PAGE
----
Rachael Moore Answers Your Pregnancy Yoga Questions: Part Two

Rachael Moore Answers Your Pregnancy Yoga & Yoga Flow Questions: Part Two

prenatal-yogaRead Part 1 here

5) What postures are totally off limits whilst I'm pregnant?

Rachael: The guidelines seem to always be changing and there are always some women that will continue exactly as they did pre-pregnancy with no issues. However, as a teacher responsible for your wellbeing whilst on my class I would never recommend strong backbends such as urdvha dhanurasana (wheel )or ustrasana (camel). Twisting and revolved postures are also not recommend because of the compression they cause across the abdomen. Inversions is another area I would approach with caution. As I mentioned, you will see people doing headstand/handstand during pregnancy. There are many reasons these are contra-indicated in pregnancy, (not least because of the injury you potentially cause to yourself if you fell out of one as your centre of gravity is constantly changing!) and although there is a safe modified version of Viparitta Korani (legs up against the wall) this is best being demonstrated and talked through with the teacher first so as relevant questions can be asked and props used.

Pregnancy is such an amazing, transformative time in a woman's life and in the scheme of things lasts for such a short while. I really believe this is a beautiful time to explore the more nurturing, nourishing and supportive elements of your practice. The emphasis shifts from the practice being all about your needs to that of being about the two of you and how it can best serve you both.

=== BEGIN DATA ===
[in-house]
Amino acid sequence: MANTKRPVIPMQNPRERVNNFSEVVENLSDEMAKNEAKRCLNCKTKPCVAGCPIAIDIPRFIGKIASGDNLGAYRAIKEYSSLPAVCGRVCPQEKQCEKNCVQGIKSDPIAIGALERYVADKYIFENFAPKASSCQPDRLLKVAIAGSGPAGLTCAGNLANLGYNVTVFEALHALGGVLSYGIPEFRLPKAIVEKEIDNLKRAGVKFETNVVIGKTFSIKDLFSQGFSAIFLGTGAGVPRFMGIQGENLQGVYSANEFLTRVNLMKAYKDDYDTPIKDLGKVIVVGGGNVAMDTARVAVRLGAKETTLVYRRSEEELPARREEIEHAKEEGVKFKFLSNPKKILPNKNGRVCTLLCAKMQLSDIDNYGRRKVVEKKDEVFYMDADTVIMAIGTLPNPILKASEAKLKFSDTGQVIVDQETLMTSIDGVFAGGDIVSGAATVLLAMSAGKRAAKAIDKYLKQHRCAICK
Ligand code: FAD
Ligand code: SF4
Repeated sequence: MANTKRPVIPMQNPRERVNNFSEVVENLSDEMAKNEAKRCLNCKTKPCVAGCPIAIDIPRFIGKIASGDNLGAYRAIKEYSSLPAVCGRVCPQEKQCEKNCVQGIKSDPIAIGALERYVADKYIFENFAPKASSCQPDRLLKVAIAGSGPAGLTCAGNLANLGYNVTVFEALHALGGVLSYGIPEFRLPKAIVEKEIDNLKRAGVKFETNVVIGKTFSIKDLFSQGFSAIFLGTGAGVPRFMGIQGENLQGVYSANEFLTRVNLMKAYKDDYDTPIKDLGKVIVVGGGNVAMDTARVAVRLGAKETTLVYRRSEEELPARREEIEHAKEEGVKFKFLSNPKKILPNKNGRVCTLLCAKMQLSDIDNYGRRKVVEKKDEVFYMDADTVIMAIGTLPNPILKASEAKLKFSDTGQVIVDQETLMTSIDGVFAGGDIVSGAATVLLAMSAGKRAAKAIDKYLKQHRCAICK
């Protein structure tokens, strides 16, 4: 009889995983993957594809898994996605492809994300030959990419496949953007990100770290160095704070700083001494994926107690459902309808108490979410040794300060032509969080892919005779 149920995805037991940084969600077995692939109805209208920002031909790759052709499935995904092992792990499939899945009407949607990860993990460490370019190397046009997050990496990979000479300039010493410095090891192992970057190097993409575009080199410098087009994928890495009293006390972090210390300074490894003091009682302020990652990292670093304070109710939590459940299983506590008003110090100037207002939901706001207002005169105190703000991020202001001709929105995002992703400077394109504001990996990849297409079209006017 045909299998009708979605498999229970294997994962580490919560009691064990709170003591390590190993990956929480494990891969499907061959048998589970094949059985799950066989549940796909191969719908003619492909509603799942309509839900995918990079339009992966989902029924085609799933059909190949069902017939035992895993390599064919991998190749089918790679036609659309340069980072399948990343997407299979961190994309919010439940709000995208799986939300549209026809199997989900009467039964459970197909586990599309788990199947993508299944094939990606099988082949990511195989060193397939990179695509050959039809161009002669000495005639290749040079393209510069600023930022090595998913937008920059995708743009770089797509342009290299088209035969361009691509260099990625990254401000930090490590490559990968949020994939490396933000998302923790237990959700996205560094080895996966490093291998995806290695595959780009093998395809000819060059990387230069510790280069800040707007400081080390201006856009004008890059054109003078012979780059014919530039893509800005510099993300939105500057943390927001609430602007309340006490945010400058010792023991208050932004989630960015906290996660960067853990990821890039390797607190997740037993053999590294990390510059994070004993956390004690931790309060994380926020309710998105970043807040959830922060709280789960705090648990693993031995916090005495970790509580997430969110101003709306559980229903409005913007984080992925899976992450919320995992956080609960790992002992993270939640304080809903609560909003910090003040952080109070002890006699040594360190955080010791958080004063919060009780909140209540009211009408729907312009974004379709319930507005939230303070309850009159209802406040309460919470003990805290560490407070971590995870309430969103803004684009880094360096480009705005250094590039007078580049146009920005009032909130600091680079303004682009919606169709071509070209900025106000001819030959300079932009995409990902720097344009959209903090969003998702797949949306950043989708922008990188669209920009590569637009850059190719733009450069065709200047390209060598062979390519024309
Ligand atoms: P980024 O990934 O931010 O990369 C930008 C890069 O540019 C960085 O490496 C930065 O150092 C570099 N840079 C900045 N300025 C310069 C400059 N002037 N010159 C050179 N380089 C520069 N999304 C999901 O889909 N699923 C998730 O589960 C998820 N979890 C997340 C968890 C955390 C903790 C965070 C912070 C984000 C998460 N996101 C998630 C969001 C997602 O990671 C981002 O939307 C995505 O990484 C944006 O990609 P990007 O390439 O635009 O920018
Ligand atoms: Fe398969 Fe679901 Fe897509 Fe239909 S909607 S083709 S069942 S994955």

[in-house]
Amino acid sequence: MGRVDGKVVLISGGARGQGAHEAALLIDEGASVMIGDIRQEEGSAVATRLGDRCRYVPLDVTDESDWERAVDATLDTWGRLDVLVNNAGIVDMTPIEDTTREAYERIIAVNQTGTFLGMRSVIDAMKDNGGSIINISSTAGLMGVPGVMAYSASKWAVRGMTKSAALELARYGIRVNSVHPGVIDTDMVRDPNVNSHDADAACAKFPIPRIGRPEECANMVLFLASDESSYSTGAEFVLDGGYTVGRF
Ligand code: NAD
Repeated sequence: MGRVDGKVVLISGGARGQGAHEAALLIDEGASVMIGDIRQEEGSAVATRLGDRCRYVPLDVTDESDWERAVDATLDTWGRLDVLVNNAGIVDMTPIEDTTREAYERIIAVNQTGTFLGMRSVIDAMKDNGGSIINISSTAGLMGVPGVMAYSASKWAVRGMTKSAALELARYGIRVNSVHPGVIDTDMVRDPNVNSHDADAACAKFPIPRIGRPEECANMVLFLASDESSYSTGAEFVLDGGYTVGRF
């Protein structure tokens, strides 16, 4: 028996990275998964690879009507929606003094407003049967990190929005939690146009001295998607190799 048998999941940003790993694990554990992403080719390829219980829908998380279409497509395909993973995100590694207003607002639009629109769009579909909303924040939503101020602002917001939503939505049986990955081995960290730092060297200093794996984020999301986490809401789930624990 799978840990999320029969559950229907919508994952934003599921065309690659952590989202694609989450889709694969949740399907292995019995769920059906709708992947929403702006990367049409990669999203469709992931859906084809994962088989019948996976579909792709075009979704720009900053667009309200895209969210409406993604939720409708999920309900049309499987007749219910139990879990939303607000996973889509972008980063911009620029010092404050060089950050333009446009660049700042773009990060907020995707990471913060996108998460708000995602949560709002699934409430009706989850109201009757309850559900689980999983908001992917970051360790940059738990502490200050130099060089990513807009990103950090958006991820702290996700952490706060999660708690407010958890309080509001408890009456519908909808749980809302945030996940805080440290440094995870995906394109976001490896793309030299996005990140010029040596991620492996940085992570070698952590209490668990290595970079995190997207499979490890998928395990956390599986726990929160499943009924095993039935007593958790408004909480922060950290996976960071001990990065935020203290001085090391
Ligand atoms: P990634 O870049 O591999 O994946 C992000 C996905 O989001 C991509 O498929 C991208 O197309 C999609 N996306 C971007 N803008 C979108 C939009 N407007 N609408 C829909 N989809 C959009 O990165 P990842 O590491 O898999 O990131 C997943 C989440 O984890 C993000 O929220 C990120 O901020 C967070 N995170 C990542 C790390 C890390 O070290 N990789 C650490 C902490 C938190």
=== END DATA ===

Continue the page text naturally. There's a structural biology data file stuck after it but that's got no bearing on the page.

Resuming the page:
6) You use a lot of mudras in your flow classes. Could you tell us more about the significance of these?

Rachael: You're right! I do like to use mudras in my classes as I think it adds another subtle and energetic layer to the practice. This is a huge area that one can read about if it interests you, but very briefly, a mudra has many meanings. A mudra can include eye positions, body postures or breathing techniques as well as the more familiar haste (hand) mudras used in class, to convey a gesture, a seal or symbol. it is believed that mudras engage certain areas of the brain and/or soul and exercise a corresponding influence on them. These hugely symbolic gestures, depict certain states of consciousness, which can then help lead the practioner to the states of consciousness that that they symbolise. So for example, when we practice earth mudra in class, it is believed it will help promote feelings of security, confidence, strength and being grounded.

Rachel-Moore

Rachael Moore teaches Yoga Flow and Pregnancy Yoga at Camyoga. For a list of her scheduled classes please click here. Rachael is also a member of our Teacher Training Faculty.